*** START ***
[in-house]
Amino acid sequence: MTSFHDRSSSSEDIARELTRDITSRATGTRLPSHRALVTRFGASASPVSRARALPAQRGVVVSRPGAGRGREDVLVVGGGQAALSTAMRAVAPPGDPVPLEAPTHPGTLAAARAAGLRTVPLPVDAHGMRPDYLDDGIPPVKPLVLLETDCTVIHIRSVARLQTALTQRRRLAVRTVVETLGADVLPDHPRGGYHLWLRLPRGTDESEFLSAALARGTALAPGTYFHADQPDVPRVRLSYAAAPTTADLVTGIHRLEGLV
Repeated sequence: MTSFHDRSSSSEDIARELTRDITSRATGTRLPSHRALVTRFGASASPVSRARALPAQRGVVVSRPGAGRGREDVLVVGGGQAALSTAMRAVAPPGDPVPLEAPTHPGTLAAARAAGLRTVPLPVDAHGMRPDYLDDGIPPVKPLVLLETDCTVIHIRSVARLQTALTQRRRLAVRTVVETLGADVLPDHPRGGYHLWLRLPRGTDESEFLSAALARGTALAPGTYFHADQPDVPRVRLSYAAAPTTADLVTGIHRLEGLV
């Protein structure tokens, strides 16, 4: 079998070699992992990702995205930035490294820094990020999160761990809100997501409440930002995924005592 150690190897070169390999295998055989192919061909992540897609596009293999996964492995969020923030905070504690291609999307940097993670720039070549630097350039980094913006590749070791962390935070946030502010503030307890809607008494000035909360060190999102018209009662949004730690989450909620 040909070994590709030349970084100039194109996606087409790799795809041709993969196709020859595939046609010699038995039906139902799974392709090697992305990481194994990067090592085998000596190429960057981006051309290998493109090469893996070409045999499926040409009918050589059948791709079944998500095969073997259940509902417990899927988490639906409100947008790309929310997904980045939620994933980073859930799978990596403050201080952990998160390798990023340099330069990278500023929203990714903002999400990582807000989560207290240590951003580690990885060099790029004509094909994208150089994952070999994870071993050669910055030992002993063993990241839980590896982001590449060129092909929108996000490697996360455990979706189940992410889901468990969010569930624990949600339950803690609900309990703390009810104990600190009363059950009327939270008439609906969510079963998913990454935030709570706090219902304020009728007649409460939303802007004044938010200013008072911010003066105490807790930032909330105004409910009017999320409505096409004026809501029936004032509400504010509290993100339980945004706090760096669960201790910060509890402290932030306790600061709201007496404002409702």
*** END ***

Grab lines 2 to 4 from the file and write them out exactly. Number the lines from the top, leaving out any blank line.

Amino acid sequence: MTSFHDRSSSSEDIARELTRDITSRATGTRLPSHRALVTRFGASASPVSRARALPAQRGVVVSRPGAGRGREDVLVVGGGQAALSTAMRAVAPPGDPVPLEAPTHPGTLAAARAAGLRTVPLPVDAHGMRPDYLDDGIPPVKPLVLLETDCTVIHIRSVARLQTALTQRRRLAVRTVVETLGADVLPDHPRGGYHLWLRLPRGTDESEFLSAALARGTALAPGTYFHADQPDVPRVRLSYAAAPTTADLVTGIHRLEGLV
Repeated sequence: MTSFHDRSSSSEDIARELTRDITSRATGTRLPSHRALVTRFGASASPVSRARALPAQRGVVVSRPGAGRGREDVLVVGGGQAALSTAMRAVAPPGDPVPLEAPTHPGTLAAARAAGLRTVPLPVDAHGMRPDYLDDGIPPVKPLVLLETDCTVIHIRSVARLQTALTQRRRLAVRTVVETLGADVLPDHPRGGYHLWLRLPRGTDESEFLSAALARGTALAPGTYFHADQPDVPRVRLSYAAAPTTADLVTGIHRLEGLV
């Protein structure tokens, strides 16, 4: 079998070699992992990702995205930035490294820094990020999160761990809100997501409440930002995924005592 150690190897070169390999295998055989192919061909992540897609596009293999996964492995969020923030905070504690291609999307940097993670720039070549630097350039980094913006590749070791962390935070946030502010503030307890809607008494000035909360060190999102018209009662949004730690989450909620 040909070994590709030349970084100039194109996606087409790799795809041709993969196709020859595939046609010699038995039906139902799974392709090697992305990481194994990067090592085998000596190429960057981006051309290998493109090469893996070409045999499926040409009918050589059948791709079944998500095969073997259940509902417990899927988490639906409100947008790309929310997904980045939620994933980073859930799978990596403050201080952990998160390798990023340099330069990278500023929203990714903002999400990582807000989560207290240590951003580690990885060099790029004509094909994208150089994952070999994870071993050669910055030992002993063993990241839980590896982001590449060129092909929108996000490697996360455990979706189940992410889901468990969010569930624990949600339950803690609900309990703390009810104990600190009363059950009327939270008439609906969510079963998913990454935030709570706090219902304020009728007649409460939303802007004044938010200013008072911010003066105490807790930032909330105004409910009017999320409505096409004026809501029936004032509400504010509290993100339980945004706090760096669960201790910060509890402290932030306790600061709201007496404002409702």